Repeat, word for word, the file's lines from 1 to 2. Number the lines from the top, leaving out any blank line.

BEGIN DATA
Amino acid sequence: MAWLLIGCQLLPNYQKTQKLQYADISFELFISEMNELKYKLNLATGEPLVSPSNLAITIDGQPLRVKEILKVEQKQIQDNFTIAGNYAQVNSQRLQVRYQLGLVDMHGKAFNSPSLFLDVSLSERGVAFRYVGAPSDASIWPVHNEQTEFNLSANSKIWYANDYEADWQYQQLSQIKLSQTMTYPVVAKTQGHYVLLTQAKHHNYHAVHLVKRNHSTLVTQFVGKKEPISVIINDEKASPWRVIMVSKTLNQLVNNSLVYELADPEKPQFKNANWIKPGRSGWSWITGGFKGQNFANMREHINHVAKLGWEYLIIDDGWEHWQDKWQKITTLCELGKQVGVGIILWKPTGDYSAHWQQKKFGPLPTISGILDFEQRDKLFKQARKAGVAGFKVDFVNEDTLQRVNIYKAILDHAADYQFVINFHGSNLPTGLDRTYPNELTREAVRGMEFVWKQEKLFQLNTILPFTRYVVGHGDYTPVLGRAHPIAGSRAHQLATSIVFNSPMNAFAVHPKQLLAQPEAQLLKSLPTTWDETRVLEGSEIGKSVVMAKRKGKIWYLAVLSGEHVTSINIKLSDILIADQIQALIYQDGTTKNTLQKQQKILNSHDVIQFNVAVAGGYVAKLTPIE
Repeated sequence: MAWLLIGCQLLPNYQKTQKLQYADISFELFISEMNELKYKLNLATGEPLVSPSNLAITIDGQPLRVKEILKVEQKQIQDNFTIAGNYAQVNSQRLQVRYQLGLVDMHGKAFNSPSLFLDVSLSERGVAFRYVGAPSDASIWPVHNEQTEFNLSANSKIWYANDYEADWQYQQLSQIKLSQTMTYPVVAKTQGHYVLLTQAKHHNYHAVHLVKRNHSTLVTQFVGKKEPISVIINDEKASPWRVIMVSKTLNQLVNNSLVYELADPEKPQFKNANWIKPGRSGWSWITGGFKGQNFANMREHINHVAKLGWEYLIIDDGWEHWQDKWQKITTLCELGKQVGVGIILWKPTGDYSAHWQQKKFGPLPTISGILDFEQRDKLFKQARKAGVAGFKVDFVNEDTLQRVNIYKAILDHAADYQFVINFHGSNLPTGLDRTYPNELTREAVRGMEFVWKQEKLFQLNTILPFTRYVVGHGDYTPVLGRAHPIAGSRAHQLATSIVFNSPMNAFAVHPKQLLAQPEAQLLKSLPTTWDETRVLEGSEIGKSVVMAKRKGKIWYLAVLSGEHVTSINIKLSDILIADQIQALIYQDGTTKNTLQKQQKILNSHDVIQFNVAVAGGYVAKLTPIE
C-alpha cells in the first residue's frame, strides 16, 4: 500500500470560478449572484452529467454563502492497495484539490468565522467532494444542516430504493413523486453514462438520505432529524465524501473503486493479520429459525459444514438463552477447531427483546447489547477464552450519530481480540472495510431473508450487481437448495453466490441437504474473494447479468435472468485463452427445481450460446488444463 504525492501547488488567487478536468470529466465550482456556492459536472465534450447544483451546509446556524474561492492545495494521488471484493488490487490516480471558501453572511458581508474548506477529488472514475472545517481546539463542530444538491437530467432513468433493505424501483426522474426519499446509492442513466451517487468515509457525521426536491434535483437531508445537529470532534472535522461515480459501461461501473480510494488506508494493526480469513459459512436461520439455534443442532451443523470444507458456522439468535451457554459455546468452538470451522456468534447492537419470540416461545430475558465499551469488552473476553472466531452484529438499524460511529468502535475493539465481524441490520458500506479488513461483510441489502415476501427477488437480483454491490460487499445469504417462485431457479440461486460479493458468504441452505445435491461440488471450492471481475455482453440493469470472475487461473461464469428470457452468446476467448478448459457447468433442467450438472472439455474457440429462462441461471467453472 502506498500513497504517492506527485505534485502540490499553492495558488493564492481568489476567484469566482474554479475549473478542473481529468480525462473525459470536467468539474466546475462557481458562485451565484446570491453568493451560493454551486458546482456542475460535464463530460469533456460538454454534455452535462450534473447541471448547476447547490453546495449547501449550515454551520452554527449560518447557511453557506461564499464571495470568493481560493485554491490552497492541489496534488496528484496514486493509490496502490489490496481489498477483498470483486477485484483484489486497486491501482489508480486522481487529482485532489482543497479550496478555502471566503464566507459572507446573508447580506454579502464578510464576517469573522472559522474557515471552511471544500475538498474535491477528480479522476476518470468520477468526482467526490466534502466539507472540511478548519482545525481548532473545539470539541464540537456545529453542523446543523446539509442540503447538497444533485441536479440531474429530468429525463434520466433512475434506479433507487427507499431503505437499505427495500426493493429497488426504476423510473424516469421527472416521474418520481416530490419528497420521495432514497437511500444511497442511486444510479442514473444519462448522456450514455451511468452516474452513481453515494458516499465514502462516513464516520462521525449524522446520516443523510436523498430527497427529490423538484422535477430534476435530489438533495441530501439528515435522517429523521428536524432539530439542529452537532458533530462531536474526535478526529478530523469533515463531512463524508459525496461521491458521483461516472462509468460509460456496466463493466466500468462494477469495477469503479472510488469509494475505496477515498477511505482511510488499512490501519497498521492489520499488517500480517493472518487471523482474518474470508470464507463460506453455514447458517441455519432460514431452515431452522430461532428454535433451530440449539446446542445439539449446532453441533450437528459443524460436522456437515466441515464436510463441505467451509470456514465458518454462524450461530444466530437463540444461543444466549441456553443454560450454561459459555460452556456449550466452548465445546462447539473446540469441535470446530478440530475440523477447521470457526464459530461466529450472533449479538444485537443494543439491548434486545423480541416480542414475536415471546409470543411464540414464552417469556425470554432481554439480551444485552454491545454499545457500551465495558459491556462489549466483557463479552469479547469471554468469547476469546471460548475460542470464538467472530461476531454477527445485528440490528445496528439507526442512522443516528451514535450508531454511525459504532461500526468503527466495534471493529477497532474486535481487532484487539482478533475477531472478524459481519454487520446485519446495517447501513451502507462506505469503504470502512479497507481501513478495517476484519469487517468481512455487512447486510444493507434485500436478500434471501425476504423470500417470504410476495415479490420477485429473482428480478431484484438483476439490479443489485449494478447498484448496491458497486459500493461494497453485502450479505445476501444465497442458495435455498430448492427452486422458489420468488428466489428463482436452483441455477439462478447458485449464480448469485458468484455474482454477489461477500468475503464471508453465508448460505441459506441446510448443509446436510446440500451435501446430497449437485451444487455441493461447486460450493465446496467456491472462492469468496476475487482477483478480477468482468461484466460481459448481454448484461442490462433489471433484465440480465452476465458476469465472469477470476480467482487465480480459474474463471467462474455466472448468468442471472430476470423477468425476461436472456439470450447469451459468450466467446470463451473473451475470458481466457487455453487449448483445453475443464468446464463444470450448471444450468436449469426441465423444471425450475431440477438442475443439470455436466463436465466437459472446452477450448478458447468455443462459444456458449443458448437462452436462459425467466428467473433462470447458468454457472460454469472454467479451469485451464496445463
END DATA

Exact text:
Amino acid sequence: MAWLLIGCQLLPNYQKTQKLQYADISFELFISEMNELKYKLNLATGEPLVSPSNLAITIDGQPLRVKEILKVEQKQIQDNFTIAGNYAQVNSQRLQVRYQLGLVDMHGKAFNSPSLFLDVSLSERGVAFRYVGAPSDASIWPVHNEQTEFNLSANSKIWYANDYEADWQYQQLSQIKLSQTMTYPVVAKTQGHYVLLTQAKHHNYHAVHLVKRNHSTLVTQFVGKKEPISVIINDEKASPWRVIMVSKTLNQLVNNSLVYELADPEKPQFKNANWIKPGRSGWSWITGGFKGQNFANMREHINHVAKLGWEYLIIDDGWEHWQDKWQKITTLCELGKQVGVGIILWKPTGDYSAHWQQKKFGPLPTISGILDFEQRDKLFKQARKAGVAGFKVDFVNEDTLQRVNIYKAILDHAADYQFVINFHGSNLPTGLDRTYPNELTREAVRGMEFVWKQEKLFQLNTILPFTRYVVGHGDYTPVLGRAHPIAGSRAHQLATSIVFNSPMNAFAVHPKQLLAQPEAQLLKSLPTTWDETRVLEGSEIGKSVVMAKRKGKIWYLAVLSGEHVTSINIKLSDILIADQIQALIYQDGTTKNTLQKQQKILNSHDVIQFNVAVAGGYVAKLTPIE
Repeated sequence: MAWLLIGCQLLPNYQKTQKLQYADISFELFISEMNELKYKLNLATGEPLVSPSNLAITIDGQPLRVKEILKVEQKQIQDNFTIAGNYAQVNSQRLQVRYQLGLVDMHGKAFNSPSLFLDVSLSERGVAFRYVGAPSDASIWPVHNEQTEFNLSANSKIWYANDYEADWQYQQLSQIKLSQTMTYPVVAKTQGHYVLLTQAKHHNYHAVHLVKRNHSTLVTQFVGKKEPISVIINDEKASPWRVIMVSKTLNQLVNNSLVYELADPEKPQFKNANWIKPGRSGWSWITGGFKGQNFANMREHINHVAKLGWEYLIIDDGWEHWQDKWQKITTLCELGKQVGVGIILWKPTGDYSAHWQQKKFGPLPTISGILDFEQRDKLFKQARKAGVAGFKVDFVNEDTLQRVNIYKAILDHAADYQFVINFHGSNLPTGLDRTYPNELTREAVRGMEFVWKQEKLFQLNTILPFTRYVVGHGDYTPVLGRAHPIAGSRAHQLATSIVFNSPMNAFAVHPKQLLAQPEAQLLKSLPTTWDETRVLEGSEIGKSVVMAKRKGKIWYLAVLSGEHVTSINIKLSDILIADQIQALIYQDGTTKNTLQKQQKILNSHDVIQFNVAVAGGYVAKLTPIE